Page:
Interior: The Large Side Chapels
Flanking the sanctuary on either side are two large chapels, the Nuns Chapel and the Lay / Rosary Chapel. The original intent was for these chapels to be used for early morning weekday masses, during which time the church proper would not be open.
The Nuns Chapel
Intended for use by the nuns of the School Sisters of Notre Dame, the Nuns Chapel on the south side of the sanctuary is decorated with some of the finest figurative windows in the church, these are the Visitation, the Assumption, and the Coronation of the Virgin. At the time of the church’s dedication the doctrine of the Assumption had just been defined by Pope Pius XII. The rear wall of the chapel is filled with a single roundel of pot glass, creating an abstract cross design. In the 1950 plan this wall would have contained a doorway to an exterior porch, allowing easy access from the convent. The passage from the south transept to the chapel contains a small window of the Virgin and Child, as Queen of Peace.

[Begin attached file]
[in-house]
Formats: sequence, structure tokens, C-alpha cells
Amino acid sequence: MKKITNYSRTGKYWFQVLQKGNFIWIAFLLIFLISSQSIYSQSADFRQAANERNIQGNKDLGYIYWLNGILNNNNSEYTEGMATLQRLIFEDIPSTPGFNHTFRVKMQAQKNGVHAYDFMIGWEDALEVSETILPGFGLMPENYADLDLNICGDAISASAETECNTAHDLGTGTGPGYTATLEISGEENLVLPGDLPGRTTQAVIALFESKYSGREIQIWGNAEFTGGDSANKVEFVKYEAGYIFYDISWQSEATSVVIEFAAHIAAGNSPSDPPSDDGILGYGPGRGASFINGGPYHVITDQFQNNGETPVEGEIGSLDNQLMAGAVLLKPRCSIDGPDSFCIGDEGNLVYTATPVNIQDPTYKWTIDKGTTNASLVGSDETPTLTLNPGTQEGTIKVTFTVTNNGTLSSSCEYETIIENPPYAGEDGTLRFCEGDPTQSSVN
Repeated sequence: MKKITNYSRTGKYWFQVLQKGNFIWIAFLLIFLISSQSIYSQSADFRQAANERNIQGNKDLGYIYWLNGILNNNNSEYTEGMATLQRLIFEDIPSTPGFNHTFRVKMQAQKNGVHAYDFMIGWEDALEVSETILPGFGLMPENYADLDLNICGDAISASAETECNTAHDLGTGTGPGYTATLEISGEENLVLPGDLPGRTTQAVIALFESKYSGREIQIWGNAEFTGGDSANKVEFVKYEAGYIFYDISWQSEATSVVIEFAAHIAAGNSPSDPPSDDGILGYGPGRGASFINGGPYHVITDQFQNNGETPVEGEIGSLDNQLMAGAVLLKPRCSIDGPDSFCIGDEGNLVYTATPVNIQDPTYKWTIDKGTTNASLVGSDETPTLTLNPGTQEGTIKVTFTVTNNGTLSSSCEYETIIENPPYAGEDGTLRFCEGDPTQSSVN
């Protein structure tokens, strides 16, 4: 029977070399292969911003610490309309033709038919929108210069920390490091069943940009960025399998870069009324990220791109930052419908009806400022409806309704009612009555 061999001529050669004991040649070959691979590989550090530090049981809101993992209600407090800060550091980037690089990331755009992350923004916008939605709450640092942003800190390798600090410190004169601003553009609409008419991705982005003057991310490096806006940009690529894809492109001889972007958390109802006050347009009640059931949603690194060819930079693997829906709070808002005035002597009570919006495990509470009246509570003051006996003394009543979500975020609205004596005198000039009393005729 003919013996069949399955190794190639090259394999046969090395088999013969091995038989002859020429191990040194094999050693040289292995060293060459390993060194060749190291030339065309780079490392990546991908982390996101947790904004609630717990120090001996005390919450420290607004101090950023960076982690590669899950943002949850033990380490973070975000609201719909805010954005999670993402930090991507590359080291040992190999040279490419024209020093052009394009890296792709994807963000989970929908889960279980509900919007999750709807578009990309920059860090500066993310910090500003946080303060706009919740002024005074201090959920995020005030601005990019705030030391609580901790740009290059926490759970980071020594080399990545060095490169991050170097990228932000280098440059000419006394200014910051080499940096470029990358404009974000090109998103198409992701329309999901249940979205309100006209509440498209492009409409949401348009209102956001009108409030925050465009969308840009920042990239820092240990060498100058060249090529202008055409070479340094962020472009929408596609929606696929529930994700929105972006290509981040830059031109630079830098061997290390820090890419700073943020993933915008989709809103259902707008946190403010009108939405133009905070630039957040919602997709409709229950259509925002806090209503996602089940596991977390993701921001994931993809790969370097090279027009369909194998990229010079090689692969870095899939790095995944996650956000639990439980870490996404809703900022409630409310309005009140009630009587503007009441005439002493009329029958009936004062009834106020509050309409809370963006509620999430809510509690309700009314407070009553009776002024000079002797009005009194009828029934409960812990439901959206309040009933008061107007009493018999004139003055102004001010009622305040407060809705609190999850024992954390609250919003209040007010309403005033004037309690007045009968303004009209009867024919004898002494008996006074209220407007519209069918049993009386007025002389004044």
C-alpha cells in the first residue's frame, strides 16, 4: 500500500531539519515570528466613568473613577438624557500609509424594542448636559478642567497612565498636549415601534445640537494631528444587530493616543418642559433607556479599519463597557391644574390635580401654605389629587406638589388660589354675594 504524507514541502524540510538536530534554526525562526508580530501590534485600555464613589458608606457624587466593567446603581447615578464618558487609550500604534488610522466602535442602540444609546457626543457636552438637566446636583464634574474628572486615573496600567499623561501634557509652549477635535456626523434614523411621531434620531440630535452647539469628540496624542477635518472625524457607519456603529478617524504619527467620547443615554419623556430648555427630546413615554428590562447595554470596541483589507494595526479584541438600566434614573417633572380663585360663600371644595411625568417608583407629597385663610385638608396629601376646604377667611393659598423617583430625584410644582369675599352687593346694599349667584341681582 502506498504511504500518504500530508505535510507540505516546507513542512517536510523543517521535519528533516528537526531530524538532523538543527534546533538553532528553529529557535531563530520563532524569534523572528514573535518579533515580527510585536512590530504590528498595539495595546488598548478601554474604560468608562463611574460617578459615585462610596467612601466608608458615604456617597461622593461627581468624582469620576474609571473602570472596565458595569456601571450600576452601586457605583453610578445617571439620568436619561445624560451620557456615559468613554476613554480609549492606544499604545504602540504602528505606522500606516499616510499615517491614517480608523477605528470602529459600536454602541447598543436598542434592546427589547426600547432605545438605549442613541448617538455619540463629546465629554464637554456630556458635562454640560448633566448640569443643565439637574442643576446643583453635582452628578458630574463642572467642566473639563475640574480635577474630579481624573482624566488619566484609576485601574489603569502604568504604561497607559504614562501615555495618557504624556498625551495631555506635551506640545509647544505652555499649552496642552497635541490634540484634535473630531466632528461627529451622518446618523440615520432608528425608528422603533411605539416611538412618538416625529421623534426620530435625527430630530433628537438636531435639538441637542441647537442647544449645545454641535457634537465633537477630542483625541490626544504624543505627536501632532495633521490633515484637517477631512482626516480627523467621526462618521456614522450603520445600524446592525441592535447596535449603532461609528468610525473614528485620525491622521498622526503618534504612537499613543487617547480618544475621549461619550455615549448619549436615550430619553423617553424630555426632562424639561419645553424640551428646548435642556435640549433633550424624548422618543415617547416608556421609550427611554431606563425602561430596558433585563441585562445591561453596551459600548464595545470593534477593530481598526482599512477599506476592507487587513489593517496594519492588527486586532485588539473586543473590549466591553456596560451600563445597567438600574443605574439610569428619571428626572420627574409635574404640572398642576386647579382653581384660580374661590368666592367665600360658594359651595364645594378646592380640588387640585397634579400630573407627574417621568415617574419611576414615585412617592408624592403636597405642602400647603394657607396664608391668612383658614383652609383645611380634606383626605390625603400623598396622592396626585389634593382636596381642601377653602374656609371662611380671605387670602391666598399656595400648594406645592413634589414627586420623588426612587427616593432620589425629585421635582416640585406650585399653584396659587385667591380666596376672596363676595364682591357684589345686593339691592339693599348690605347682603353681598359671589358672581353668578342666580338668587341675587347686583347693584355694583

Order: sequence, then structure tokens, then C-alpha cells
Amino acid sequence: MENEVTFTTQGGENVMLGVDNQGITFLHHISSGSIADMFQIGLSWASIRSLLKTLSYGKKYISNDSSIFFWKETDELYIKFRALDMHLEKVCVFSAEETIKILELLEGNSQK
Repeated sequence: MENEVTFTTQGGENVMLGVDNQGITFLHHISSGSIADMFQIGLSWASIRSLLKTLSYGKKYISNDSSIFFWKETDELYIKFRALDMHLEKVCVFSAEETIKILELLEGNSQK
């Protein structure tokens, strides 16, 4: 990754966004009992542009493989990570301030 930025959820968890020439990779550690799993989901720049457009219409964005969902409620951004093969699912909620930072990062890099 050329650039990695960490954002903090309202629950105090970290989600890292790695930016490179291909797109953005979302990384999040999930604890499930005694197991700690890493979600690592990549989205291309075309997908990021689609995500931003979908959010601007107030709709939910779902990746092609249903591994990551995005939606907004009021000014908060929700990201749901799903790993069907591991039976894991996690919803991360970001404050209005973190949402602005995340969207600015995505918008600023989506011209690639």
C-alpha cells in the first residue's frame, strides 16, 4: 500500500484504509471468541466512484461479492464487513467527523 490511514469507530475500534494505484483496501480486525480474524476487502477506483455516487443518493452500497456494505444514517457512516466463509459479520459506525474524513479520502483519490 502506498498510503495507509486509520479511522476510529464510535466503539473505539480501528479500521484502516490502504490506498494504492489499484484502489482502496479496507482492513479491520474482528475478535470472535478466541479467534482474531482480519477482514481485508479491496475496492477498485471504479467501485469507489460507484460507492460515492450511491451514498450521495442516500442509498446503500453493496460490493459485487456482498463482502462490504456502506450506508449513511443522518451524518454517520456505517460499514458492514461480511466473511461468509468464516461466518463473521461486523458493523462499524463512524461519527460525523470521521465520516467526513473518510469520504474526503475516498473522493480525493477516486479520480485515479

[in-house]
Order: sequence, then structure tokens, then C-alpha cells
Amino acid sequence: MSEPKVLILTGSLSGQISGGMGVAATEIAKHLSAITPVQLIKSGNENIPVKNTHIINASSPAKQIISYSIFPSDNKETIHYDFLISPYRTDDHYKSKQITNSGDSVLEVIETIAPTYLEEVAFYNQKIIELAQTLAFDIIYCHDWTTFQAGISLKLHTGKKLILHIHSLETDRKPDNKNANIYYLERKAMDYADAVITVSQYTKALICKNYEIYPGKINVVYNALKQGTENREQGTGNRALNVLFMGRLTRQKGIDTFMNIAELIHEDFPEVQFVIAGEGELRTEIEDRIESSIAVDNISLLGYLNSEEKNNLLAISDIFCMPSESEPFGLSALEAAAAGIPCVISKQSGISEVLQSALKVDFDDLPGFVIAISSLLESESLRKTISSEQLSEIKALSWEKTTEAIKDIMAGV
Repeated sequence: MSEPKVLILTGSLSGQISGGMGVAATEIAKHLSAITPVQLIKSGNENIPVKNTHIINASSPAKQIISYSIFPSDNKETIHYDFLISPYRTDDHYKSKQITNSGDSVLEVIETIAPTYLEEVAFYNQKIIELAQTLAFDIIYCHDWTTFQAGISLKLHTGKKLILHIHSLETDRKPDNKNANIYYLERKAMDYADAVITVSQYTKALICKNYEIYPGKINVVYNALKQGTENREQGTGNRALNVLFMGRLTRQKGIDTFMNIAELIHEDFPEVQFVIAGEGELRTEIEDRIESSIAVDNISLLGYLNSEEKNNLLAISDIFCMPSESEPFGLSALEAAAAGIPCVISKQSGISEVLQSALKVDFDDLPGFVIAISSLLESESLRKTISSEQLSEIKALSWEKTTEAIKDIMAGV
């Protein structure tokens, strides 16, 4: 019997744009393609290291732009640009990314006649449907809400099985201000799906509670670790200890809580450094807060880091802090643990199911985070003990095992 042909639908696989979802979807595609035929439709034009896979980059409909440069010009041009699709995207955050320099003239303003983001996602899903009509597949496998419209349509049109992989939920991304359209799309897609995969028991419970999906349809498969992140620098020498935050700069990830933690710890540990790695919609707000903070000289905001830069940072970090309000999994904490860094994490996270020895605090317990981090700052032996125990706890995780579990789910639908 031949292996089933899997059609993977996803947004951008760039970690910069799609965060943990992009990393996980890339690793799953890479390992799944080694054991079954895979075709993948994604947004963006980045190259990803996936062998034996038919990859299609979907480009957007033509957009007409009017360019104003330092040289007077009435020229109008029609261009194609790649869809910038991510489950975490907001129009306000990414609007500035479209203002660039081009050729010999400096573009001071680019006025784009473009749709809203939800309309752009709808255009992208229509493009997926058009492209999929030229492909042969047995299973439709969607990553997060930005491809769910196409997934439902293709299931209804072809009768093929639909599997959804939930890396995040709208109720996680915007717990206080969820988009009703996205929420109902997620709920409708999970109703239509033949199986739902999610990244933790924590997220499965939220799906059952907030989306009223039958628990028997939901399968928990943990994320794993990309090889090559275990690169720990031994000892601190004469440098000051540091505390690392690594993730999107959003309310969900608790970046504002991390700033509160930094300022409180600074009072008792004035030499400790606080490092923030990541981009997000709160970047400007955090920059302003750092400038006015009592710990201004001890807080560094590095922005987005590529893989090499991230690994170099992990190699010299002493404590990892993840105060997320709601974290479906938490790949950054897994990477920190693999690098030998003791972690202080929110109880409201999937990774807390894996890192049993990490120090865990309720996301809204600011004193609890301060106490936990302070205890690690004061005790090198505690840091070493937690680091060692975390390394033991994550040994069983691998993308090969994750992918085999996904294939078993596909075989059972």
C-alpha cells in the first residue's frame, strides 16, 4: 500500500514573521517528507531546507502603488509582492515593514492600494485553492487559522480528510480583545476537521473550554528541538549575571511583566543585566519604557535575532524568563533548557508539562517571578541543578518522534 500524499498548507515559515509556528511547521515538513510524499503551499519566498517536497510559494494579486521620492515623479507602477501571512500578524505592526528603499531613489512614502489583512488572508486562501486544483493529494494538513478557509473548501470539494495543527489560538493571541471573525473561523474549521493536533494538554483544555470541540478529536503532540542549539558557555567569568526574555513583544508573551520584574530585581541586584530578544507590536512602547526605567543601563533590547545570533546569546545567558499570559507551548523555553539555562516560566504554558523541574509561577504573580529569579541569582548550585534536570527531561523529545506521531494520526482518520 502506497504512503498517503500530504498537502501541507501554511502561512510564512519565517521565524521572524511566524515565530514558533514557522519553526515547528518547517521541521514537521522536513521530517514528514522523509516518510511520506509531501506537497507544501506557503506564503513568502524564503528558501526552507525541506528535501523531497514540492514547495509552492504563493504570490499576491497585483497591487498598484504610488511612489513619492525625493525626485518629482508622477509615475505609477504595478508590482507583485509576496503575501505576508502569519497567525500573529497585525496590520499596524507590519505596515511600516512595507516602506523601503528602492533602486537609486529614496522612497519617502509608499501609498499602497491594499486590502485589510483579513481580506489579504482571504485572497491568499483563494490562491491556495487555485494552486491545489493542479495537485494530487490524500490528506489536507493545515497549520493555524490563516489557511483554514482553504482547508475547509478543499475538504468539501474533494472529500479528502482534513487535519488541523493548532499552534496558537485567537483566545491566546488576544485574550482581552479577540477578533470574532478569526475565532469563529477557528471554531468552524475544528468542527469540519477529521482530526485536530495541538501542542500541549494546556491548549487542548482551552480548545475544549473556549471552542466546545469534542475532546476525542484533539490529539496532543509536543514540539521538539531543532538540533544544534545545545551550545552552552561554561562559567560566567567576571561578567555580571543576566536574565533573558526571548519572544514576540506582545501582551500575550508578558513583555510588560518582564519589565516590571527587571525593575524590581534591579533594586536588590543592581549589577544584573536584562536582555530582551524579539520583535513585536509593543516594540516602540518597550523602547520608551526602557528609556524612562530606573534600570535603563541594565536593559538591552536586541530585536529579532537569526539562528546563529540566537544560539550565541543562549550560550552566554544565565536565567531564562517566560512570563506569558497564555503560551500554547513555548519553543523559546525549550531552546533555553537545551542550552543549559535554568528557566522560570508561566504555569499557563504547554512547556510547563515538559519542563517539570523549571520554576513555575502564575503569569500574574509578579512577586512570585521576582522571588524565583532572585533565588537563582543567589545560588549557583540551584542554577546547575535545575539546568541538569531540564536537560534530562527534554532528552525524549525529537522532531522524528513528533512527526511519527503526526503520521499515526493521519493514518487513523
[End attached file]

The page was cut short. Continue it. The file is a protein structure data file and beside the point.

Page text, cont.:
The Lay Chapel / The Rosary Chapel
The chapel on the 82nd Street side of the sanctuary was designated the Lay Chapel and was also intended to have an exterior door and porch on its rear wall to allow direct access from the street. Three beautiful windows by William Olsen, illustrate the 15 mysteries of the rosary as prayed before Pope John Paul II’s Mysteries of Light were added. This chapel is fittingly used today for daily recitation of the rosary. A window with an abstract cross design is on the north wall. The passage from the north transept to the chapel has a beautiful window of Christ the King, on whose feast day the church was dedicated in 1954.